2.  Poor posture

Picture these four exercises:

·         Plank

·         Pushup

·         Loaded carry

·         Bear crawl

Although they don’t look alike, they actually are. The key to good form is exactly the same: Whatever your posture is standing up straight, that’s what it should be when you’re doing a plank, or a moving plank (aka pushup), or a walking plank (aka loaded carry), or a scooting plank (aka bear crawl).

On the plank, pushup, and carry you should be able to draw a straight line from your ears through your shoulders, hips, and heels. On the bear crawl, the line should connect your ears, shoulders, and hips, with your torso parallel to the floor.

The most common mistakes are postural. With the plank, pushup, and bear crawl, you see these almost every day:

·         sticking your butt in the air

·         letting your stomach sag towards the floor

·         lifting your head to check out the form of the person in front of you

On a pushup, you can tell if you’re lifting your butt when your nose reaches the floor ahead of your chest. If your stomach is sagging on a plank or pushup, you’ll probably feel it as an uncomfortable strain in your lower back. And if you find yourself mesmerized by the person in front of you on any of these exercises, you’re probably lifting your head.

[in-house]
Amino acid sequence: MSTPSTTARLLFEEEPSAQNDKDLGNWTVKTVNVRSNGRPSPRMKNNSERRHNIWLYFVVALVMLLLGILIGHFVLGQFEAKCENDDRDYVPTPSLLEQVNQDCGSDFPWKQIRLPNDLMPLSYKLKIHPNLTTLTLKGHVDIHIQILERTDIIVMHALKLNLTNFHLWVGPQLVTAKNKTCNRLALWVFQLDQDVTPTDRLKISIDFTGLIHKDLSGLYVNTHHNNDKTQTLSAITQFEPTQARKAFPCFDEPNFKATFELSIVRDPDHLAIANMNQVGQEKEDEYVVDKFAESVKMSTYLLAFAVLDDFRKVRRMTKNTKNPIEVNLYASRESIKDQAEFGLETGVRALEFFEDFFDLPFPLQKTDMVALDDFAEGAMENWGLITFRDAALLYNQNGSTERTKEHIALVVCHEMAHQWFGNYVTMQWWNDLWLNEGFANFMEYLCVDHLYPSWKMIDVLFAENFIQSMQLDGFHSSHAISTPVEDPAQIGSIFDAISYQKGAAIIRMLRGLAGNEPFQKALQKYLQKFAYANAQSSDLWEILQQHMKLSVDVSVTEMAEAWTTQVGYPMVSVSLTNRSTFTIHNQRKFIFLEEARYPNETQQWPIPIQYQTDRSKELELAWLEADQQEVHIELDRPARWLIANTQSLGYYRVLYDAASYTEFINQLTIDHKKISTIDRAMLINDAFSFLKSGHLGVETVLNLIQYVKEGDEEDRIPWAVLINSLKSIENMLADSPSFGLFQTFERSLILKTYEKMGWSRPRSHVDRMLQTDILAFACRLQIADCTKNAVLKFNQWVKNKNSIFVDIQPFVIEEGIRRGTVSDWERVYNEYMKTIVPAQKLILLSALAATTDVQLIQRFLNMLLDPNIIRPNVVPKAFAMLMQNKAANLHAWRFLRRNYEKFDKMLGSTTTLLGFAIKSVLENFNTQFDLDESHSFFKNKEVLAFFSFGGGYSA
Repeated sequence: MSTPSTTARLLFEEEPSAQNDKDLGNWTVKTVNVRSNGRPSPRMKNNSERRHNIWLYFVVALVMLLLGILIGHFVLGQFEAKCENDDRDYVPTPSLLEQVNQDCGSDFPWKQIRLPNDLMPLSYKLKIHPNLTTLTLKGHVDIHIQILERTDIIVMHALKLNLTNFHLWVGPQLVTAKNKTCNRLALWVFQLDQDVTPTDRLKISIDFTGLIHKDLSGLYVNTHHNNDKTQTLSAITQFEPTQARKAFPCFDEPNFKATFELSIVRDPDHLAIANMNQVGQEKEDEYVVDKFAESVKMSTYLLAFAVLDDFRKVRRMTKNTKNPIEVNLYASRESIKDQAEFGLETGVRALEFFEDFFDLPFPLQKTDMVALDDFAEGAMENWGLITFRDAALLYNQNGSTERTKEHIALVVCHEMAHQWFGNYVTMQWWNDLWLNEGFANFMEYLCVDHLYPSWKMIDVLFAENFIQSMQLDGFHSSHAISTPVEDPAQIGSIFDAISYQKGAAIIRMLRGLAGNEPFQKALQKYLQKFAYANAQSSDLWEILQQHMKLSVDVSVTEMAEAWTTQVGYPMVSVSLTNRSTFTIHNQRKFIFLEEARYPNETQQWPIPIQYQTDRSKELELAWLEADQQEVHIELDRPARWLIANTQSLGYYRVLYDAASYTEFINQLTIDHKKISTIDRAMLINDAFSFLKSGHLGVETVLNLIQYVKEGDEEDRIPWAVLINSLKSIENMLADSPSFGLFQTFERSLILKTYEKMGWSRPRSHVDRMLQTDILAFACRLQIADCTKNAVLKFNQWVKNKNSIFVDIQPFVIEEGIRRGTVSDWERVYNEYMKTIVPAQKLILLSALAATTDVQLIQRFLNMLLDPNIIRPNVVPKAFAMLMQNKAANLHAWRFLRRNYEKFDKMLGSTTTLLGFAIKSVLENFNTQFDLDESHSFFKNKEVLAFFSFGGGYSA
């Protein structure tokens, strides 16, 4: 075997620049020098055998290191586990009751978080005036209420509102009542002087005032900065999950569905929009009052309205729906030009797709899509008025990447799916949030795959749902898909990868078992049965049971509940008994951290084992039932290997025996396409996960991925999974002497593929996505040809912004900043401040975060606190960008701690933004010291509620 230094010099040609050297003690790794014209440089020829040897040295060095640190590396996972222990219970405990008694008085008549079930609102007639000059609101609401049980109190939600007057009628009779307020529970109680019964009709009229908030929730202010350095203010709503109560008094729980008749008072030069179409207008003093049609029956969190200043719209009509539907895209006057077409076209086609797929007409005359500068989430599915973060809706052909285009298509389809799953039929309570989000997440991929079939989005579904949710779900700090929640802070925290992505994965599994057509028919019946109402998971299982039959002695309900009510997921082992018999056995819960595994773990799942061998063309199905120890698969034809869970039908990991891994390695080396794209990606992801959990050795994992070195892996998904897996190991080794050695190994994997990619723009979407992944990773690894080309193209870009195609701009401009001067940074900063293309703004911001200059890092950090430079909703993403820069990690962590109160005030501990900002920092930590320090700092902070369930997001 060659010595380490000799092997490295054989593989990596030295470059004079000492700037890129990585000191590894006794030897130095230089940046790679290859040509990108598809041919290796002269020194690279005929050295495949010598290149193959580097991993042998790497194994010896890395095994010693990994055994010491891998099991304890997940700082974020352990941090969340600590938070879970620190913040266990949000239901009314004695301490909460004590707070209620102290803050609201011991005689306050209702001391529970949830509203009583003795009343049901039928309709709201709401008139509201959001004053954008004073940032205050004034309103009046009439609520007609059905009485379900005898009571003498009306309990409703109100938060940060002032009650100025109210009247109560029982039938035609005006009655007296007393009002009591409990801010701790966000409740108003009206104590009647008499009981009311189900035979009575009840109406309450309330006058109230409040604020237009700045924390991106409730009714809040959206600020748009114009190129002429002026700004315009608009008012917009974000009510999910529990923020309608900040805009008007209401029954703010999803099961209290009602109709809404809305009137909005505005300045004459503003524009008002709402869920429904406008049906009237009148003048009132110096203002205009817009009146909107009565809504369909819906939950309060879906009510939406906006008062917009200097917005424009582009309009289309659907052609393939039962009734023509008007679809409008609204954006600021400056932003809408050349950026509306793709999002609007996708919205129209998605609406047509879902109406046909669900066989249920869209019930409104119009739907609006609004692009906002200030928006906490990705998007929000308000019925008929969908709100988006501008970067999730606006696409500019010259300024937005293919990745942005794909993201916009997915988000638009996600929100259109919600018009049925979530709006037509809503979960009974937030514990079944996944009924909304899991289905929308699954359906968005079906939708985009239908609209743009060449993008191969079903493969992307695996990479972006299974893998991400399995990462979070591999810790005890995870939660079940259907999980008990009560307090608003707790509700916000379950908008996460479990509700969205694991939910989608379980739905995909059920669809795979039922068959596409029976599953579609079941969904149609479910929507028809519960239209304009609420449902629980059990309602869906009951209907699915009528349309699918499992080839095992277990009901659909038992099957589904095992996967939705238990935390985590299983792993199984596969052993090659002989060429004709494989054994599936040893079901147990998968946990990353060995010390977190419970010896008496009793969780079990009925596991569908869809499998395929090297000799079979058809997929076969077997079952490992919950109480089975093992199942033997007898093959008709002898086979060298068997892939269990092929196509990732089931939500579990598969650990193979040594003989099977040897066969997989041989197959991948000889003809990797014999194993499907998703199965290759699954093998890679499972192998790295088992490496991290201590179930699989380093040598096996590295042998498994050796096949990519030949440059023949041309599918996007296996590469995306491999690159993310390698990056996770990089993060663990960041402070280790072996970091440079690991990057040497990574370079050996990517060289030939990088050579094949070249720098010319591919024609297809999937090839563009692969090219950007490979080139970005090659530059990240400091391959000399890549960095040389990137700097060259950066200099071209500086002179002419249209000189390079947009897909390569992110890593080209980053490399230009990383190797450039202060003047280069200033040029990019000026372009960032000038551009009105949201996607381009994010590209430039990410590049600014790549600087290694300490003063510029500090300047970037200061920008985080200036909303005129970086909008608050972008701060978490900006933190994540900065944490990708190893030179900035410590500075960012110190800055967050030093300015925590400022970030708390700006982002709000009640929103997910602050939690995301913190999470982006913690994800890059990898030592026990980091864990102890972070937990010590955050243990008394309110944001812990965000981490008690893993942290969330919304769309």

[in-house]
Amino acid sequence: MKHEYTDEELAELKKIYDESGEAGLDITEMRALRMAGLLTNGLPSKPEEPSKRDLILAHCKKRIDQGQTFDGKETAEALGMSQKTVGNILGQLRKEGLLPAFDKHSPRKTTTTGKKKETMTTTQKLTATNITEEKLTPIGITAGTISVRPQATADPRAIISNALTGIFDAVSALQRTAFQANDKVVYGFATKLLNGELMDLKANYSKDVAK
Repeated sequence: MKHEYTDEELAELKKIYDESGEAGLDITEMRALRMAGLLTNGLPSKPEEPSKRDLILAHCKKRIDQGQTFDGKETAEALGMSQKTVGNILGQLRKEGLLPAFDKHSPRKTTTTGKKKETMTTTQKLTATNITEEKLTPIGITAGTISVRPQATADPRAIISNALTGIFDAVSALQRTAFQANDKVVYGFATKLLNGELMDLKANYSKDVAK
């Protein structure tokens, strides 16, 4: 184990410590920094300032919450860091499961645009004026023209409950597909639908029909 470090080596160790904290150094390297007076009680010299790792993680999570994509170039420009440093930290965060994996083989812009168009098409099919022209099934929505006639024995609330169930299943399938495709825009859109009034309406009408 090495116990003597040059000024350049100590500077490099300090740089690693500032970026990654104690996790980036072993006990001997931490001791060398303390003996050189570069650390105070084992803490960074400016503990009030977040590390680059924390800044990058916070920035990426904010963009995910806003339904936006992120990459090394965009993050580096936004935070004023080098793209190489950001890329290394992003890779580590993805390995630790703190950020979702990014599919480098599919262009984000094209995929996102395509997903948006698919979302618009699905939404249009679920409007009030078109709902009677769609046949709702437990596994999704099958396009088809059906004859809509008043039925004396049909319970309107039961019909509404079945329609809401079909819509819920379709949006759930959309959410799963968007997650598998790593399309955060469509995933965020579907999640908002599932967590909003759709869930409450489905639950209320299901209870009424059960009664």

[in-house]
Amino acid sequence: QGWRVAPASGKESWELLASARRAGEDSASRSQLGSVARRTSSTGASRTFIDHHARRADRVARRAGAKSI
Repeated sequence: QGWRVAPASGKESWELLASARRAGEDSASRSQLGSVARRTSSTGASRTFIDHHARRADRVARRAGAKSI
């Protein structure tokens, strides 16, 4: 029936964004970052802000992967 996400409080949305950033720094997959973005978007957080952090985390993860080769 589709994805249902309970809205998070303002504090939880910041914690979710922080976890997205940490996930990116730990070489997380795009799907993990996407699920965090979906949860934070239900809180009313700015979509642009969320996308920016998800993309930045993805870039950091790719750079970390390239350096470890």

The biggest problems on loaded carries come when the weight is held to one side, as in a suitcase carry. Mistakes might include:

·         Bending to the side holding the weight

·         Overcompensating for the weight by bending to the opposite side

·         Leaning back and flaring your rib cage out

You can self-correct the first two issues by paying attention. If you’re sober, you should be able to tell if you’re standing up straight. If it’s a struggle, lower the weight.

A good self-check for the latter problem is to place your non-weight-bearing hand on your sternum. If you feel your bottom ribs start to move forward, adjust your posture.